Empaths and Being Poly

Bunnielight

New member
Empathic abilities weren't really something I took very seriously for a long time. When it was described to me, those struggles sounded normal.

After recent struggles, however, I began to understand that not everyone feels this way and not in the degree that it affects their life to the extreme as what I've felt and seen in only a handful of other people.

Pixie and I talked a long while about these feelings and affects. And the way it's been controlling our lives as of late. Once I've begun to understand this, I realize how extremely these things have affected my life in so many ways. Almost every struggle I've had has been a result of my lack of control or understanding that I was feeling emotions outside of my own.

Does anyone else have any thoughts or experience on empaths? In yourself or a love? What is your view on it? How have you dealt with it? Do you have any stories?
 

opalescent

Active member
I'm not empathetic myself but know quite a few people who are. My most serious relationships (romantic, sexual and/or friendship) tend to be with empathetic people.

Almost all of them have struggled with knowing where 'their' feelings end and where they are receiving and reflecting the feelings of others. It's not so easy at all. Some have used grounding and centering techniques to sort out what they are feeling. Some have used shielding techniques, once they figure out what's them and what they are receiving, to prevent being overwhelmed. (These techniques often originated in different spiritual systems but they can be used by anyone.) They try to eat healthy and exercise as being run-down physically can contribute to being unable to 'turn down the noise' they receive every day. They remind themselves they are not crazy regularly. They spend time alone and/or in nature which seems to help. But the first step is really to be start drawing a line in the (emotional) sand between your feelings from those of others. Sounds simple but it is really not for the empathetic. However you are now aware that this is happening and that is really the most critical step right there.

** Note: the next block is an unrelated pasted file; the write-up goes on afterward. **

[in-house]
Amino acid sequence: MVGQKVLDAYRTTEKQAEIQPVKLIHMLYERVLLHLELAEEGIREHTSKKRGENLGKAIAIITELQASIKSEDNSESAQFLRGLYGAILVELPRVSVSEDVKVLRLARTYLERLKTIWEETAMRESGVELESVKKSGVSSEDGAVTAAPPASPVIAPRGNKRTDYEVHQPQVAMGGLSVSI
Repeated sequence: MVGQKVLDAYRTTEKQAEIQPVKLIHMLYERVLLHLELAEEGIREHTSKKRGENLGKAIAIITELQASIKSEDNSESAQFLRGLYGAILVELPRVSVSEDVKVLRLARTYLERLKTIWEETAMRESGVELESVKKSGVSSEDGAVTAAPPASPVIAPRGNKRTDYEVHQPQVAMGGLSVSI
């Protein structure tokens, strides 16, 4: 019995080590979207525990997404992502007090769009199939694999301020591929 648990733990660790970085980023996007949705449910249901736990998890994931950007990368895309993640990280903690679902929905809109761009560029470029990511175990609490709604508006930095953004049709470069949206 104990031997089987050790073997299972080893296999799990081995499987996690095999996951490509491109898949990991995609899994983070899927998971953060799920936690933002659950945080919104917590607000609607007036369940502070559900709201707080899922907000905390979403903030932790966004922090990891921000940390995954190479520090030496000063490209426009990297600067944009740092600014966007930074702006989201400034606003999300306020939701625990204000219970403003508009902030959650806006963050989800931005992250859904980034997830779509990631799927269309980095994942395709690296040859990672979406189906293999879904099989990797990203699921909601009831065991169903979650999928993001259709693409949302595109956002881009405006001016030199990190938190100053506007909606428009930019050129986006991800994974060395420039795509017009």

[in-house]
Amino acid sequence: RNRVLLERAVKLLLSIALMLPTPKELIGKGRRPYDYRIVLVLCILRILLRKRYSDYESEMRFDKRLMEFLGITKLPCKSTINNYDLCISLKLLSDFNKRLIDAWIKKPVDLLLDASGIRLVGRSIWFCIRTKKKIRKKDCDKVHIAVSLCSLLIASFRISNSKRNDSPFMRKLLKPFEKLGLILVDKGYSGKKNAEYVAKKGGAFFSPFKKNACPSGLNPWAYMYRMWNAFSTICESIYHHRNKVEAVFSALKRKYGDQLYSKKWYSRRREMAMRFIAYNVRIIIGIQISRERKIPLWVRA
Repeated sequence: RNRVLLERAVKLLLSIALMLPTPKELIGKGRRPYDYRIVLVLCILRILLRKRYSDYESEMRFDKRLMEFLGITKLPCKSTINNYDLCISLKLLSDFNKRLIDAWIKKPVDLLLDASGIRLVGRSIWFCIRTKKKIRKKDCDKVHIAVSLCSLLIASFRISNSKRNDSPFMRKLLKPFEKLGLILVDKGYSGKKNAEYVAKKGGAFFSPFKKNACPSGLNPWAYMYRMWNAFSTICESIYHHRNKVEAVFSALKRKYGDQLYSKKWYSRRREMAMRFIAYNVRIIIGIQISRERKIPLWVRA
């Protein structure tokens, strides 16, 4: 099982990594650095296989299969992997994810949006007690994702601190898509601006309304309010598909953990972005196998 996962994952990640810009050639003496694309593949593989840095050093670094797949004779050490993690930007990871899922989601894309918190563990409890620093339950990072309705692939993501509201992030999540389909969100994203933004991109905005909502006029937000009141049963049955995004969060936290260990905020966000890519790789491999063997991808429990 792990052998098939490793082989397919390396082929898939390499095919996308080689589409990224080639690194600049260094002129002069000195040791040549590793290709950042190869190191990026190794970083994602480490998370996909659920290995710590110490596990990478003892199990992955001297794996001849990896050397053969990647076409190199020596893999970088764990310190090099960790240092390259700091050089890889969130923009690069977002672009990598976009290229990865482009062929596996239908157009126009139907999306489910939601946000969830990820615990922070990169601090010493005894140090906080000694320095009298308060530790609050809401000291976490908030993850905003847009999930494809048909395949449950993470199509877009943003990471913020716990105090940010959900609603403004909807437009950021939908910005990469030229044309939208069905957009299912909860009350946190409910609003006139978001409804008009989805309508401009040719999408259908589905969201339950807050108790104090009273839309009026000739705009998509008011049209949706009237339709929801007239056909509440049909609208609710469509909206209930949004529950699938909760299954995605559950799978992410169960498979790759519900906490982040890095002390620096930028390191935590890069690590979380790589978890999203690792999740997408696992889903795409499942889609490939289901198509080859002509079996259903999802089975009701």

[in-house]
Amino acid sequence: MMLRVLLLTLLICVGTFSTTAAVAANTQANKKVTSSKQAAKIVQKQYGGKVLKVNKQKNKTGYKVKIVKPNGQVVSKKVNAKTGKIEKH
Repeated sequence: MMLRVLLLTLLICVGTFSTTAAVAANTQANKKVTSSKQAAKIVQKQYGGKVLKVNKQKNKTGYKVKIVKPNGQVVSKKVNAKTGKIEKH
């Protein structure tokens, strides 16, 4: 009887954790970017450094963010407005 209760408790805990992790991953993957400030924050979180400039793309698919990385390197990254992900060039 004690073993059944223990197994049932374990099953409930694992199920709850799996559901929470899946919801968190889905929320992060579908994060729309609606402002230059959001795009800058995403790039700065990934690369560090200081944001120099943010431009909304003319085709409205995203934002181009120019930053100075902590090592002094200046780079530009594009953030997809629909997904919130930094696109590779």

I personally think that developing a strong sense of self is also especially necessary for empathetic people as they can get so lost in others that it becomes difficult to find the 'me'. But that's more my own outside take on things and may not resonate for you at all.

Some personal examples might be useful for you. Beaker (my ex-wife) is powerfully empathetic and it did occasionally throw a monkey wrench into things. She would just 'know' that I was angry or frustrated about something but she would not know the cause. Because she could feel it, before I talked about it, she would almost always assume I was angry at her, or that she had done something to cause it. (She also tends to make things her fault but that's another issue.) Almost all the time, this wasn't the case - I had done the emotional equivalent of stubbing my toe and was momentarily pissed off at the world. I learned I had to tell her why I was angry faster than I normally would because she could tell and it would make her anxious until she knew it wasn't about her. I normally need to sit on my feelings to figure them out - which is painful for an unshielded empath because they go through it with me. And not acknowledging that I was angry or upset, because that is also something I tend to do (I'm better about that now but still work to do), that was really bad for her, because, again she could feel it and denying felt like a lie. It wasn't, consciously - I was sometimes actually unaware I was angry - but that didn't change how it felt to her.